Rare-Earth magnets are higher in cost than copper windings, making the option of using a magnet-less AC induction or brushed DC motor attractive. Many applications (vacuum cleaners, mixers, hair dryers, most home fans, etc) will opt for the less expensive and more common (simpler to control) AC induction motor. You hook up an alternating current source and it spins. Even the original 21st century electric cars didn’t run on PM (permanent magnet) motors. Why is this changing?
There’s one obvious answer, efficiency. Battery life is going to be a big contributor to a lot of decisions as a designer in any portable application. Battery technology has come a long way, but power density is still a concern. We need to utilize the power available efficiently to get as much range out of the vehicle as possible. If you look at most of the battery dominated industries (portable power tools, consumer electronics, auxiliary vehicle 12V accessories, but not limited to DC power sources) it will be evident that there has always been a need for small permanent magnet motors. Justifying the controller design complications and material expense when faced with waning battery life is an easy sell.
Permanent magnet motors use current more efficiently than AC induction motors (less, but not none, loss in heat, stray eddy currents, core losses, etc). They also have their full torque available instantaneously, can be built much smaller in size, don’t require any maintenance (as opposed to magnet-less brushed DC motors), and have lowered in expense as the design efficiency has increased and alternative magnet chemistries and processes have been introduced (for example, we use less dysprosium, a VERY expensive element, in modern high coercivity sintered NdFeB magnets than we did 10 years ago).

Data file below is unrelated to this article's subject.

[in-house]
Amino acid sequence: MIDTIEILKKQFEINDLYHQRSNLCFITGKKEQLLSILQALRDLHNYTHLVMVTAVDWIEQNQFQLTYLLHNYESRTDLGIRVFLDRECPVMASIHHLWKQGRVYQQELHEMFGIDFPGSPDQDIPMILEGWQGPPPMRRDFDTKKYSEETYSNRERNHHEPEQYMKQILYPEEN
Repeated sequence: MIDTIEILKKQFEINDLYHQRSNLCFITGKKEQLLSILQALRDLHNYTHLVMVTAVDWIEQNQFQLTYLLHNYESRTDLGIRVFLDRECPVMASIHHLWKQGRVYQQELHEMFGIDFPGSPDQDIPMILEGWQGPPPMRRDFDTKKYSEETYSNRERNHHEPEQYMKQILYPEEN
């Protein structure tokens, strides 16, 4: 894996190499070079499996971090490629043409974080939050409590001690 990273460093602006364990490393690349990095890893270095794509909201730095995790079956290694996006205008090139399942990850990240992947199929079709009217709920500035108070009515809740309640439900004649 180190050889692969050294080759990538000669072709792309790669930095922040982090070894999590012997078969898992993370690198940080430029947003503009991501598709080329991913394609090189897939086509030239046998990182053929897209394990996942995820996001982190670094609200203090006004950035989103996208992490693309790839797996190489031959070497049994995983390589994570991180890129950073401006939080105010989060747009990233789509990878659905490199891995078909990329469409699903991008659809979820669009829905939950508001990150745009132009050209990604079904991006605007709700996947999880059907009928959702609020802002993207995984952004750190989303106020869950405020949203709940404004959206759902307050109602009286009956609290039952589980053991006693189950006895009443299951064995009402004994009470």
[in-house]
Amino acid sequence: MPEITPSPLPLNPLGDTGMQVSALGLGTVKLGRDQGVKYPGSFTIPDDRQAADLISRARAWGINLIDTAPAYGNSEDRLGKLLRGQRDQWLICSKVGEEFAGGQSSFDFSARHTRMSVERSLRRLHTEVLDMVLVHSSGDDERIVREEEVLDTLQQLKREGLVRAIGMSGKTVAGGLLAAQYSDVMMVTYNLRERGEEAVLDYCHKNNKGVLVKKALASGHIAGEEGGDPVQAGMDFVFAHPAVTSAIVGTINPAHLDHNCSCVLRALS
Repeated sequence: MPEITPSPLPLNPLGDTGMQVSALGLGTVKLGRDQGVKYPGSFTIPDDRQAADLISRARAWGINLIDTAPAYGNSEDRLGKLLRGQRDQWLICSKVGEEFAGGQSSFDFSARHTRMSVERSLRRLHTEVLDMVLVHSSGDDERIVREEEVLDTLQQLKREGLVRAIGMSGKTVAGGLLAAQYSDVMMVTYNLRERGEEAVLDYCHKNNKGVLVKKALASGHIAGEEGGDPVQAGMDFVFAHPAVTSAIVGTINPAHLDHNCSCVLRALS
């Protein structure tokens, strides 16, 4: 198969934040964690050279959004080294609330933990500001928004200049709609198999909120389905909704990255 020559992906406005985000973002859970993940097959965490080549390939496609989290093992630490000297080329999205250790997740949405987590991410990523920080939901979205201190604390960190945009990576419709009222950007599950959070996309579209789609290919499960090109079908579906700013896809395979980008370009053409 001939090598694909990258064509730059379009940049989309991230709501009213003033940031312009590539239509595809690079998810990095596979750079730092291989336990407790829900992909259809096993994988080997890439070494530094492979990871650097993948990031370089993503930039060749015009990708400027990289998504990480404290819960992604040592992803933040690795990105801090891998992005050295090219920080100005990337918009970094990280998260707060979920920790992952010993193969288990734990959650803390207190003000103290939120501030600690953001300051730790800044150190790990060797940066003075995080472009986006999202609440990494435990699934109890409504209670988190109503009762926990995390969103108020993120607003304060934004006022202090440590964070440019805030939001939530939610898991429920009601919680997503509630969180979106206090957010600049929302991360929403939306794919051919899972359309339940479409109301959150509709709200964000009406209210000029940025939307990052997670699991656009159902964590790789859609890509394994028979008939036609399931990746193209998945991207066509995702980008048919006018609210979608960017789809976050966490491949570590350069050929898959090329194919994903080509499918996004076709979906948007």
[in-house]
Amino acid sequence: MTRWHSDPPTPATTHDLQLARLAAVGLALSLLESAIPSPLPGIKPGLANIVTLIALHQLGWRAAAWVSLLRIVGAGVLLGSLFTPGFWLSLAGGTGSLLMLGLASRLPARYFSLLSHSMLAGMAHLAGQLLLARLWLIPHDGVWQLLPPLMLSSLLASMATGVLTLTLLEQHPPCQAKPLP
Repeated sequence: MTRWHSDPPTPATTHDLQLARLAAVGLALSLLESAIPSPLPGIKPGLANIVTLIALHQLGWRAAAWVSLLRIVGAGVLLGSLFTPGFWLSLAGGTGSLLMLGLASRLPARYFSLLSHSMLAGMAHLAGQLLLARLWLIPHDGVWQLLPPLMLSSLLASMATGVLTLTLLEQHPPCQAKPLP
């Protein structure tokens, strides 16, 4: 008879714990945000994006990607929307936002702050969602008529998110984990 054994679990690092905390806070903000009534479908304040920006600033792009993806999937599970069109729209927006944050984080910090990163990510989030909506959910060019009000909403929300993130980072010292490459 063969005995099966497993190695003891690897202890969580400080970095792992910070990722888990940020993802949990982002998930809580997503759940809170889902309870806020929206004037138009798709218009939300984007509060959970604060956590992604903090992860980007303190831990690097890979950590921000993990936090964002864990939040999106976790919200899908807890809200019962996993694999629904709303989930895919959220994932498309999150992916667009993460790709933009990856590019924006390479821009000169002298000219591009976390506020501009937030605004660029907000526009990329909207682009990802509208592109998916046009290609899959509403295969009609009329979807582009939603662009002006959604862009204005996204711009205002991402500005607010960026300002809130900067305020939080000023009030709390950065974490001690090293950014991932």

The need for a large permanent magnet motor in a power efficient application is what has changed. Typically, these designs were fractional horsepower for portable use. There is a great deal of rare-earth material in the rotor assembly of these motors, but year over year we’ve been able to cut down on these materials (especially the heavy rare-earth materials with the greatest expense and rarity) with the same or similar motor characteristics. By more efficiently designing the permanent magnets in the rotor assembly, experimenting with new soft magnetic support materials, lowering the clearance between the rotor and stator, and designing more sophisticated controllers for speed or more poles in the motor, as well as advancements in balancing and manufacturing (advanced automation, high yield, and very small tolerances) the power efficiency of these PM motors continues to increase as the expense decreases making them the clear choice in modern electric vehicle propulsion.
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